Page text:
Plastic free July is nearly with us once again, prompting us to look again at the sustainability (or not) of the coffee we enjoy each day. Whether we drink our coffee at home or in a cafe, it is easy to see plastic items associated with the coffee. In a cafe there are the take-away, disposable, cups, together with the cartons of milk and perhaps, plastic cutlery. Even at home, we see the plastic packaging in the coffee bags that we buy or receive through the post and perhaps with the milk (or mylk) cartons that we ourselves are using. Some have argued that given that we are in a climate emergency, at this point we need to focus on the most urgent problem of all, the reduction of greenhouse gases. These are valid concerns and it is certainly true that the emissions costs associated with packaging and transporting items using low mass containers like plastic are lower than if the same product were transported in heavier, but more obviously sustainable, materials such as glass. Should this stop us from trying to reduce our plastic consumption and what hope is there that new technology can help us? These are questions we may like to ponder with a cup of coffee.
What is the problem for those of us who mostly brew and drink coffee at home? Here, the major sources of plastic packaging are likely to be in the bags that the coffee arrives in and in the packaging of the milk that we may use to accompany our coffee. Many speciality roasted coffee beans now arrive in LDPE plastic packaging. This is recyclable although most household collection services will not be able to process it. Fortunately there are places that you can take your coffee bags for recycling such as supermarket plastic bag recycling points. Alternatively, some coffee suppliers or roasters (eg. Dog & Hat) will offer to arrange recycling for you via Terracycle if you return the empty bags to them.
Another popular packaging material for coffee bags is “compostable” packaging. This falls into two types, the compostable according to EN13432 and packaging that is fully home compostable (occasionally certified with the Vincotte OK Compost label). You can read more about the relative compostability of each type of packaging here, but it is worth noting that the majority of us do not have access to an industrial composting facility, nor can these bags be recycled with other plastic. Packaging that is only certified to EN13432 will not compost easily in a home composting environment. Be very careful when buying “compostable” packaging. Less commonly, coffee could arrive in cans, paper or even (in the case of supermarket instant coffee) glass packaging. These can be easily recycled but may have higher carbon emissions costs associated with them, both in terms of the cost of transport and in terms of the cost of manufacture of the packaging.
Milk cartons are often recyclable or even, in the case of glass milk bottles, reusable and then recyclable. Those of us using non-dairy ‘mylks’ could try to eliminate the plastic altogether by buying oats or soy beans from a zero waste shop and then making our own according to recipes you can find online.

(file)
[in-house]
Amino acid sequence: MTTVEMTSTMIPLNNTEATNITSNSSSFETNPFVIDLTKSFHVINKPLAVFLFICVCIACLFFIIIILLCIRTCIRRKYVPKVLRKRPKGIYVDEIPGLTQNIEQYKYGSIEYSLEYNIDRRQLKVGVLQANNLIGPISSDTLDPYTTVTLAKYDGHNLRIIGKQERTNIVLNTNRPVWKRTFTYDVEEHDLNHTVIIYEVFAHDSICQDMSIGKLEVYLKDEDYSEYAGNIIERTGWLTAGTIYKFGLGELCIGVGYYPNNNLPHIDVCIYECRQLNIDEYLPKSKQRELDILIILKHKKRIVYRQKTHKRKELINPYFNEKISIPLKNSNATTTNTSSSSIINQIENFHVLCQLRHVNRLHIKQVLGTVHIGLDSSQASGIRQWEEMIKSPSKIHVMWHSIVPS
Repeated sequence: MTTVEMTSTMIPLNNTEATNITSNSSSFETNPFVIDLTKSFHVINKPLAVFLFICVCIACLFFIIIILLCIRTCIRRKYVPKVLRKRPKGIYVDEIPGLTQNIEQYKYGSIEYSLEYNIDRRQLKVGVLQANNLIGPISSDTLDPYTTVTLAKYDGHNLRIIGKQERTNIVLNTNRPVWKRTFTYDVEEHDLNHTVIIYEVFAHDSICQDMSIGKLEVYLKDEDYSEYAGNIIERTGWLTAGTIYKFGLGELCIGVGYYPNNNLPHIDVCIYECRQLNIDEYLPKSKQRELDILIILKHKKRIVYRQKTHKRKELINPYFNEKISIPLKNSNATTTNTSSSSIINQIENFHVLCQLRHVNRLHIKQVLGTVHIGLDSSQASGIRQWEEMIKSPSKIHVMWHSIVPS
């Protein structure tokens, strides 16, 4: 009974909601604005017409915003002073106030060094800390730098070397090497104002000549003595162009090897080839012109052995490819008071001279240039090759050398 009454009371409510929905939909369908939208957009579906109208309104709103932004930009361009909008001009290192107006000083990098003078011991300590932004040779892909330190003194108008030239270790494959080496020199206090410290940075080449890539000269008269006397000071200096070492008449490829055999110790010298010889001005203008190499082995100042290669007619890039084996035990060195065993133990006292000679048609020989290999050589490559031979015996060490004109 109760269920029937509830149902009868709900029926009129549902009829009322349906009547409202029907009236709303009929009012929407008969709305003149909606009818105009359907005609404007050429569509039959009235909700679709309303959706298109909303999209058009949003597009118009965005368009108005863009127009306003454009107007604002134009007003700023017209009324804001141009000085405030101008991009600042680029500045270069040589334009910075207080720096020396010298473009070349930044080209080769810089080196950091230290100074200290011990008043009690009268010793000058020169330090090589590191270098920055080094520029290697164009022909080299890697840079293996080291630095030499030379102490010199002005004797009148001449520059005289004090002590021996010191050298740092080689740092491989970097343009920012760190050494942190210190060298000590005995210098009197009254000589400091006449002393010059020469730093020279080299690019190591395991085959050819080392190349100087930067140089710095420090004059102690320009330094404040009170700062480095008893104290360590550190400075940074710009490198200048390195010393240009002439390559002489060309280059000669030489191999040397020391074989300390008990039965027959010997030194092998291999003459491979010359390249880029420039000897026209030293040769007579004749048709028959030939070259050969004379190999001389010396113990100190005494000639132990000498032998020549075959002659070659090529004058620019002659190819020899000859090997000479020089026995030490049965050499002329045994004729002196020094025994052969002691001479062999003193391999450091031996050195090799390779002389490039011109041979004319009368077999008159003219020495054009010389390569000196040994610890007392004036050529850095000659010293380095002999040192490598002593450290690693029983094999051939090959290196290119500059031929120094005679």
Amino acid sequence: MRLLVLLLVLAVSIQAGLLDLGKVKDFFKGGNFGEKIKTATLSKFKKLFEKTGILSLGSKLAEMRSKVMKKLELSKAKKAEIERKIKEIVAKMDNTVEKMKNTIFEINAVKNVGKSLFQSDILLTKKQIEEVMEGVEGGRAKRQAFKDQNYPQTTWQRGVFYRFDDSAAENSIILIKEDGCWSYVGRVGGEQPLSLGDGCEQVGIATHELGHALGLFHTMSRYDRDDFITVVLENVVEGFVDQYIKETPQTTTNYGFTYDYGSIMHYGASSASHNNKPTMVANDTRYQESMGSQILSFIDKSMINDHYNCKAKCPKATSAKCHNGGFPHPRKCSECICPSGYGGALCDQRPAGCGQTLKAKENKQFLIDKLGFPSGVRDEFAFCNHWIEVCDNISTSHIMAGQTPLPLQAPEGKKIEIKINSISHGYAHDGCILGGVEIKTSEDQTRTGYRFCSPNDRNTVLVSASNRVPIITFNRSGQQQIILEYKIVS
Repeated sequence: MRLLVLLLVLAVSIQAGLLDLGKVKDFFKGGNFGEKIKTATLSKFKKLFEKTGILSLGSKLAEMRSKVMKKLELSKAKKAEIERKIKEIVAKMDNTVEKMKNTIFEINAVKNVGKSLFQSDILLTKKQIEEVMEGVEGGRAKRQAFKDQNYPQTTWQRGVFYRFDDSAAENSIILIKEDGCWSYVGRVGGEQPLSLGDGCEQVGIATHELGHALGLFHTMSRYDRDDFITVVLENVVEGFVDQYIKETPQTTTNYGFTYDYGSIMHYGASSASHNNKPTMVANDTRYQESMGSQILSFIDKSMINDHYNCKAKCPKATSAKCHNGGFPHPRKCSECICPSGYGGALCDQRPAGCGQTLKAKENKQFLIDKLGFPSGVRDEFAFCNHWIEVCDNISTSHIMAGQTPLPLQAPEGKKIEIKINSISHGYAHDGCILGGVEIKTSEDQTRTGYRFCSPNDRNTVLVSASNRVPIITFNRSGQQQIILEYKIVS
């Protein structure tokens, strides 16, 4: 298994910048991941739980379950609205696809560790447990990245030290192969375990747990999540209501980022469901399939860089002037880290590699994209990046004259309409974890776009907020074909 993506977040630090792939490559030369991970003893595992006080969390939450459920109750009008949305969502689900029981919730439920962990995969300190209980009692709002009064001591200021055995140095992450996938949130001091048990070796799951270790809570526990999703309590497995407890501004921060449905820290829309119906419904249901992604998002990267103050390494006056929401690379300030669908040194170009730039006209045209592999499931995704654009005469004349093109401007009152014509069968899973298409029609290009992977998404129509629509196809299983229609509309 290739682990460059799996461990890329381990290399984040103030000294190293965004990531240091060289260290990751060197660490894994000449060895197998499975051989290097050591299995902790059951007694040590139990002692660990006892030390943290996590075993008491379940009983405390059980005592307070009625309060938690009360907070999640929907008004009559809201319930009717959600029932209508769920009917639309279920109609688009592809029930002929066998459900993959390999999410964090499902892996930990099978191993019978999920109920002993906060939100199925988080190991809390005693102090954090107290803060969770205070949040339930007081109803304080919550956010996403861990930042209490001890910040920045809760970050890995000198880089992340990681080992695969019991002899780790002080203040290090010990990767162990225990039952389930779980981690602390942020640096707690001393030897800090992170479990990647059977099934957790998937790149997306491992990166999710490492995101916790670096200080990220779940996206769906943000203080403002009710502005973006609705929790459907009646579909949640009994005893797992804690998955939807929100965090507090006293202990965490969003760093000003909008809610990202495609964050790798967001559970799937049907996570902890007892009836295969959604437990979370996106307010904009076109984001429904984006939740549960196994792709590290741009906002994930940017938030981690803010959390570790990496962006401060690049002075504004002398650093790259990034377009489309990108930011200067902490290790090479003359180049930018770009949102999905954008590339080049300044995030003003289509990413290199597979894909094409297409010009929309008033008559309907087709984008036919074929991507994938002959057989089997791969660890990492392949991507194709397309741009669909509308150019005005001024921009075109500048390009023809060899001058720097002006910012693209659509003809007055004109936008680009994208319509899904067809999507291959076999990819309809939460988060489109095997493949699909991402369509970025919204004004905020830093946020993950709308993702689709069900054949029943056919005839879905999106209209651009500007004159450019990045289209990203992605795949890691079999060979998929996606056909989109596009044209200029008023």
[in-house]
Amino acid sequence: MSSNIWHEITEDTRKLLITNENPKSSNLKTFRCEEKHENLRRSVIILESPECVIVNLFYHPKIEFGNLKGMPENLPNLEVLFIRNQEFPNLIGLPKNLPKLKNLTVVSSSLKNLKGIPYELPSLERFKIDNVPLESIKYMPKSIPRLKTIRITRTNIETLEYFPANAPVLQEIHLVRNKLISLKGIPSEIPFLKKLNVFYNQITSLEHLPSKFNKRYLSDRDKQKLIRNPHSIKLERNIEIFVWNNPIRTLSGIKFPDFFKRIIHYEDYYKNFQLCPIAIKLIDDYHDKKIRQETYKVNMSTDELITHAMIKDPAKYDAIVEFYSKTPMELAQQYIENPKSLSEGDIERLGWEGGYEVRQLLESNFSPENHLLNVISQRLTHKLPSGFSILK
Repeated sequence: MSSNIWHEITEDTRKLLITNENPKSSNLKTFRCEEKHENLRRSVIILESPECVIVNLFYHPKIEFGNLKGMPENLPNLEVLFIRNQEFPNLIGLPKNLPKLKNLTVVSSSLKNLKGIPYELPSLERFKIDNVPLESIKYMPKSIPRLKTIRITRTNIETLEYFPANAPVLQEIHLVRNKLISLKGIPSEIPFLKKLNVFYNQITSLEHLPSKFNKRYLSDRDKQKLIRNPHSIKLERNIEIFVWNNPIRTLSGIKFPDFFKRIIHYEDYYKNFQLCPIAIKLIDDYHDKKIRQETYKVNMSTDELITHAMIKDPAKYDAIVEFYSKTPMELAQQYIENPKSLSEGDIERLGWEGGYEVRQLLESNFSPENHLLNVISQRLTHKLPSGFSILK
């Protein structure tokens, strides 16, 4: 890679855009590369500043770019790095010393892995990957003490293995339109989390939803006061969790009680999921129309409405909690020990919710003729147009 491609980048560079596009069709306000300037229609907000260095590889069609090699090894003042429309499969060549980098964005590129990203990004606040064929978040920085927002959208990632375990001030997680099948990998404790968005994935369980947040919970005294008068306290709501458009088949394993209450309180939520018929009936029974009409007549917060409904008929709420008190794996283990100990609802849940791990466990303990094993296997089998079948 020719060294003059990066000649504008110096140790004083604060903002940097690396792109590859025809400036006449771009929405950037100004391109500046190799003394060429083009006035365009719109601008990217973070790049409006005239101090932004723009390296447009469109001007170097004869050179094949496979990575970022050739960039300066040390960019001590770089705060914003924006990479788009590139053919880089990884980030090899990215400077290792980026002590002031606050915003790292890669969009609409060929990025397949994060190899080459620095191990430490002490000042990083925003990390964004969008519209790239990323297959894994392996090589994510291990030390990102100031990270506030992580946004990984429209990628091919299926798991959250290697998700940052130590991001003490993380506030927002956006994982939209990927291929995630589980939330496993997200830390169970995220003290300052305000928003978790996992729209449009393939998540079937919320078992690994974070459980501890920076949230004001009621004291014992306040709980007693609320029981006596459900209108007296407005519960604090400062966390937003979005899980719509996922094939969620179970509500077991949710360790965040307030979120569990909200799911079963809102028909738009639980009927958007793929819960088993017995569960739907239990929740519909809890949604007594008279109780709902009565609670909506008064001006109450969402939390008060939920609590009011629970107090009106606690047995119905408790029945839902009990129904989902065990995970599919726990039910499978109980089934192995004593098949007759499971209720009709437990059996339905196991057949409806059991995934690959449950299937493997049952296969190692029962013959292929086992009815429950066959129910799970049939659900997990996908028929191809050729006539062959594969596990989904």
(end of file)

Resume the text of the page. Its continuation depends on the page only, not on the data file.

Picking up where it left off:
So it seems that we have a problem: we still have a lot of waste material when we drink coffee. Can technology help us? Recently, a new form of plant based ‘plastic’ material has been demonstrated. This material is able to be formed and used in a similar way to commercial plastics and may be suitable for food packaging. Not only that, but the material is fully degradable, though more details are needed here before we can know whether this is degradable as we would understand it or degradable under certain conditions similar to the ‘industrially compostable’ packaging. Nonetheless it is highly encouraging that work is being done on materials that will provide the low carbon footprint and food-safety aspect of plastic combined with the reduced problems of landfill waste. While still a few years off, such technology may provide a longer term solution to our current waste/emissions problem.
Which leaves us with the initial objection. Given the state of our climate emergency with regards to greenhouse gases, should we really be concentrating on reducing greenhouse gas emissions rather than on reducing plastic waste? Fortunately, there are choices that you can make that will reduce the carbon cost of coffee, regardless of the packaging it arrives in. There are some well researched and thoughtful articles available about the carbon footprint of coffee and what you can do, including this series from United Baristas. However, it is worth noting that even if we do decide to prioritise greenhouse gas emissions, recent work has shown that the methane emissions of plastic as it degrades has been previously under appreciated. Perhaps what we can do is make choices that reflect our concern for the planet that we call home. Clearly this means reducing as far as practicable our greenhouse gas emissions, but it also means living as sustainably/zero waste as possible. We each need to find the balance that is suitable for the situation that we each find ourselves in. A significant benefit of Plastic free July is that it gives us an opportunity to examine how much of our lives are made easier, or in some cases possible, by the use of plastic, in short, how much we rely on it. It is not necessarily about changing our lives forever, though maybe we will find some changes good to carry on with, but becoming more aware of the problems that we really have.
Have you signed up for Plastic Free July? What are you doing to reduce the environmental impact you have while still enjoying a cup of coffee? And do you have a good recipe for oat milk? Do let me know either on Twitter, Facebook or in the comments below. In the meanwhile, a happy Plastic Free July to you all.